While there are indeed some visible advantages of going your business endeavours as an individual such as a sole trader or personal consultant, such as limiting overheads for example, generally it’s much better to incorporate your business formally. Yes, there is a lot of due diligence required to formally incorporate (actually in some instances it isn’t that bad at all and it depends on your geographic location), but once you have that piece of paper listing you as a director and shareholder, a lot more doors can be opened up to you.
Separating your personal liability
This is perhaps the fundamental reason behind seeking to formally incorporate one’s business dealings because it basically just covers your legal bases. When there’s otherwise no company to be sued then you as the sole trader assume the legal liability, personally, which means your personal assets can be seized to cover the ensuing liabilities. You don’t want to lose your house over some legal issue which has nothing to do with your personal affairs, for example, but rather has everything to do with your business operations.
Beefing up your credibility
Yes, while more and more people are working remotely and more and more companies are doing business with remote workers, there’s still an air of credibility tied to a formally incorporated business with a permanent business address and land line. It’s a shifting paradigm, granted, but traditions in the business world still associate formal incorporation with credibility.
Compliance with R&D funding requirements
Some of the best sources of funding you could ever get for your venture, idea or business are those which originate from the state’s coffers. The government is always keen to fund research and development projects which have the potential to produce a solution to common problems faced by the public or by the government itself, in which case you will definitely need to be a formally registered business entity in order to comply with the funding requirements.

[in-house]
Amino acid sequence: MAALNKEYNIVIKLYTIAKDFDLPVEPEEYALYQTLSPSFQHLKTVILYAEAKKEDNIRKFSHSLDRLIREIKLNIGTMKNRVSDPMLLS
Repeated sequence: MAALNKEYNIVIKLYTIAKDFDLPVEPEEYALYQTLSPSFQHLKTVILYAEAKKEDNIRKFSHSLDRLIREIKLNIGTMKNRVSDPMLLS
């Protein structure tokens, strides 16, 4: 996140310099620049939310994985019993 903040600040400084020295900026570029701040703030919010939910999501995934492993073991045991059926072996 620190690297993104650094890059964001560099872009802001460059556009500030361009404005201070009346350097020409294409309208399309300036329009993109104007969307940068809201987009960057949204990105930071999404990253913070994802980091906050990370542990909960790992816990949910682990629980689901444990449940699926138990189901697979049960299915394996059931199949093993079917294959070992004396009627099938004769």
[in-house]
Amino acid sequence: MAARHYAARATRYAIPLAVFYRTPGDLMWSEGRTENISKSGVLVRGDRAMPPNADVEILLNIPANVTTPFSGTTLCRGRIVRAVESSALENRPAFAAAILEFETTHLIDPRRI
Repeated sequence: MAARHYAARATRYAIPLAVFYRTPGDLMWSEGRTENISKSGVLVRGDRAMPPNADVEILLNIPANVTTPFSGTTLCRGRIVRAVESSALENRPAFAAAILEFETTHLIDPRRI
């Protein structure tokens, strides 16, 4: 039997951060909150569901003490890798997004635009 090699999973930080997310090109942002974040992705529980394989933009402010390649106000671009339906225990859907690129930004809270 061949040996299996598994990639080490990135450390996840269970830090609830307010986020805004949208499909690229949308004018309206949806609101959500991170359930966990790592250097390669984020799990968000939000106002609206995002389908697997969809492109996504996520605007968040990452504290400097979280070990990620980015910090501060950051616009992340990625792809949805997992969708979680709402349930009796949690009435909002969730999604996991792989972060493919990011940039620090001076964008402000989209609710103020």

Unless your name is the complete opposite of John Smith and is super catchy as well, you’ll generally have a hard time establishing your name and surname as a brand. That’s the preserve of celebrities, otherwise a formally incorporated business naturally has a brand identity which can be built up to eventually grow into one that’s easily recognisable around the world. That’s one of the best forms of marketing.
To incorporate or not to incorporate?
So, how then do you know if you should formally incorporate your operation so that this action falls in line with the advantages of incorporating over operating as an individual? It’s as simple as this – if the frequency with which you’re going to use certain business-to-business services means that you can use that frequency to get a discount, then it’s definitely time to incorporate. Sure, there are legal service providers such as the Khan Law Firm which offer free consultations as part of their specific offering, but that still doesn’t mean you shouldn’t take advantage of what are usually huge discounts afforded only to formally registered businesses which complete regular, bulk orders.